Friday, January 25, 2013

My Pro-life Philosophy



Today in Washington the March for Life is taking place. Every year, hundreds of thousands protest the Roe v. Wade decision. [I think it’s interesting to note that the woman in the Roe v. Wade case, Norma McCorvey (“Roe”) has since converted to Catholicism and is an active pro-life speaker.] For 40 years, abortion has been legal in the U.S. I don’t want to get into numbers or a debate about viability or compromises about abortion being alright in one circumstance but not another; the politicizing of the issue just makes me sad. There have always been abortions, and I won’t pretend that an overturn of Roe v. Wade would put an end to abortions in the U.S. Protesting the Supreme Court decision is really about protesting a culture that legitimizes such an act. 

In turn, the only way to truly end abortions is to transform the culture into a society that values and embraces all life. This isn’t done through clinic-closing legislation and calling women sluts. I think a lot of pro-life people have vilified the other side so much that they no longer remember that the “others” deserve just as much love as anyone. The only way pro-life can win the culture is if the pro-life movement practices what it preaches: compassion, charity, and justice for all lives. We have to show that we mean it when we say that everyone has value.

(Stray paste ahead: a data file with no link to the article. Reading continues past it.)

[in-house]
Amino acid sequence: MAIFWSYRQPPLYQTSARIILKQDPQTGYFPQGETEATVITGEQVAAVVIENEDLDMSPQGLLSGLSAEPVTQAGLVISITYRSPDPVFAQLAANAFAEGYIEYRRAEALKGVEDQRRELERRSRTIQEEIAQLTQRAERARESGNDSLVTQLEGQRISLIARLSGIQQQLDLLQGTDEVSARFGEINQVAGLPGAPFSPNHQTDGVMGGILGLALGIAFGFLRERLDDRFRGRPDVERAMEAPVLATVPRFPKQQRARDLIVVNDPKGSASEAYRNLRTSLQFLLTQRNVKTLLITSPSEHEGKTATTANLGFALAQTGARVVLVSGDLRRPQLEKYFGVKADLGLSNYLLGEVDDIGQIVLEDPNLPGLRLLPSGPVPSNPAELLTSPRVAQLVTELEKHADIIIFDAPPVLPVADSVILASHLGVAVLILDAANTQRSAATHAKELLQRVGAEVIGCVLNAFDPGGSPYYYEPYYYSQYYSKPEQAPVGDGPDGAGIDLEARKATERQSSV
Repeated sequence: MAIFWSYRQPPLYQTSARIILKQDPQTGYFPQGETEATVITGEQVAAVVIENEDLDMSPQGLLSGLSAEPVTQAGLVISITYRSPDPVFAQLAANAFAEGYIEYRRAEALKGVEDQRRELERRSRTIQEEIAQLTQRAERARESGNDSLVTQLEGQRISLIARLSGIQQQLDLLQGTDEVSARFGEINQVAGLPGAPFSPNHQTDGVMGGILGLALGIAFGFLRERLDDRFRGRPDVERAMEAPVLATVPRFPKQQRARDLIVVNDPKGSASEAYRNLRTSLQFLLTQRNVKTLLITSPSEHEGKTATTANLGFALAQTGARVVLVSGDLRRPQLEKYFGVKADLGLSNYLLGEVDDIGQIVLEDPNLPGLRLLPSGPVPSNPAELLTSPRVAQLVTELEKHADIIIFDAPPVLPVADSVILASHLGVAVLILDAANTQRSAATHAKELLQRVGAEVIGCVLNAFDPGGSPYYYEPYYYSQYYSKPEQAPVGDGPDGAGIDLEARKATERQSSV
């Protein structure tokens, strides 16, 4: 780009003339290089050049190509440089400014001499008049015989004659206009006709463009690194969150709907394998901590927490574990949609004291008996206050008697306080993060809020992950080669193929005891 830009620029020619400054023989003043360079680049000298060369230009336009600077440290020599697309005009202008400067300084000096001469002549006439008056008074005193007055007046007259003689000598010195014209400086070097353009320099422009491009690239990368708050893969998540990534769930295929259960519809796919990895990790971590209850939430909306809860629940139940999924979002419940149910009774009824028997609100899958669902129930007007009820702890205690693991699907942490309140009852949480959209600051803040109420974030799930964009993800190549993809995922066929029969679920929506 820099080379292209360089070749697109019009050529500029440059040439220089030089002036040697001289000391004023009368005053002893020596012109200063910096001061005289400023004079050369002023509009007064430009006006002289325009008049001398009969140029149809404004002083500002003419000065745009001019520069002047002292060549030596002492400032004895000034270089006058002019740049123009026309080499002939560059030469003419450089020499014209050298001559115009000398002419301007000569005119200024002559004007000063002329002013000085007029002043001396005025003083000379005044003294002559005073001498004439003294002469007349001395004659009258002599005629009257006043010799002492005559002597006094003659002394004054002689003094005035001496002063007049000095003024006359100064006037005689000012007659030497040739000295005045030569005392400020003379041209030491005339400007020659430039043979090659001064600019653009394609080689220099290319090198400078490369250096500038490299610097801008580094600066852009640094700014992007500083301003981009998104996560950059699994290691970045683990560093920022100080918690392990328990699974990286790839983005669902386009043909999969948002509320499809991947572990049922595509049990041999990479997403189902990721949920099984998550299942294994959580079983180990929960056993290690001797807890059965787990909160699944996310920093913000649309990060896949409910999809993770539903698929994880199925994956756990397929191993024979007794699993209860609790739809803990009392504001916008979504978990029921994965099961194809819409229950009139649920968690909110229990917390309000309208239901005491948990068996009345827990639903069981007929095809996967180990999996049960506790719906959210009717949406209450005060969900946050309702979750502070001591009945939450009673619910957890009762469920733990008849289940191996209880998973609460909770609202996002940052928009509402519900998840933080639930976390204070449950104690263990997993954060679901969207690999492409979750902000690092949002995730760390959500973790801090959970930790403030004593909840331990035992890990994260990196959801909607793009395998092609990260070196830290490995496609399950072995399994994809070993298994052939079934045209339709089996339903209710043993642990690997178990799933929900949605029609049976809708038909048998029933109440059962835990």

Pro-life means I believe that everyone has the right to live. It isn’t promised that that life will be easy or healthy or happy, but everyone has the right to existence. Pro-life is often presented as anti-abortion, but pro-life means an entire philosophy that is much larger than that. Pro-life means preserving life at every step, not just in utero. It means being against genocide, infanticide, homicide, and suicide. It means condemning abortion, as well as the death penalty and drone strikes. It means working together to insure the inalienable right to life and to make that life as rich as possible. It means helping the poor, feeding the starving, healing the sick, comforting the hurting, freeing the enslaved, and seeing value in every single person, regardless of sex, ethnicity, religion, age, beliefs, or even deeds.

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